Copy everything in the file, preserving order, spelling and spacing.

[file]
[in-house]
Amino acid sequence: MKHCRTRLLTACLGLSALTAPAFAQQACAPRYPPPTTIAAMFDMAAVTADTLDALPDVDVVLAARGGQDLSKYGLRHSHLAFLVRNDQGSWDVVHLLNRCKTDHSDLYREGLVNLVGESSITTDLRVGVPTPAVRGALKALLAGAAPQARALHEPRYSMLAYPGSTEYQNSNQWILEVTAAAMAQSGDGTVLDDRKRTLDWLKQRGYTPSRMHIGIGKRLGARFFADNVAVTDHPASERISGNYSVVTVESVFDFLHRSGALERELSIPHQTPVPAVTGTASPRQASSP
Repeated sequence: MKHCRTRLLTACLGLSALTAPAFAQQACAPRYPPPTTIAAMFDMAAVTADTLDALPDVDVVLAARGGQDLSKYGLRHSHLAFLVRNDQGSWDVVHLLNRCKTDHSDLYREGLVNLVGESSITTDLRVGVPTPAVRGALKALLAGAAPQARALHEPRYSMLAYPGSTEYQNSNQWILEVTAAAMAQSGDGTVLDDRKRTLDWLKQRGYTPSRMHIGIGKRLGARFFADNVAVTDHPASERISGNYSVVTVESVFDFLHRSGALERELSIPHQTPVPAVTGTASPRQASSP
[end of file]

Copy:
[in-house]
Amino acid sequence: MKHCRTRLLTACLGLSALTAPAFAQQACAPRYPPPTTIAAMFDMAAVTADTLDALPDVDVVLAARGGQDLSKYGLRHSHLAFLVRNDQGSWDVVHLLNRCKTDHSDLYREGLVNLVGESSITTDLRVGVPTPAVRGALKALLAGAAPQARALHEPRYSMLAYPGSTEYQNSNQWILEVTAAAMAQSGDGTVLDDRKRTLDWLKQRGYTPSRMHIGIGKRLGARFFADNVAVTDHPASERISGNYSVVTVESVFDFLHRSGALERELSIPHQTPVPAVTGTASPRQASSP
Repeated sequence: MKHCRTRLLTACLGLSALTAPAFAQQACAPRYPPPTTIAAMFDMAAVTADTLDALPDVDVVLAARGGQDLSKYGLRHSHLAFLVRNDQGSWDVVHLLNRCKTDHSDLYREGLVNLVGESSITTDLRVGVPTPAVRGALKALLAGAAPQARALHEPRYSMLAYPGSTEYQNSNQWILEVTAAAMAQSGDGTVLDDRKRTLDWLKQRGYTPSRMHIGIGKRLGARFFADNVAVTDHPASERISGNYSVVTVESVFDFLHRSGALERELSIPHQTPVPAVTGTASPRQASSP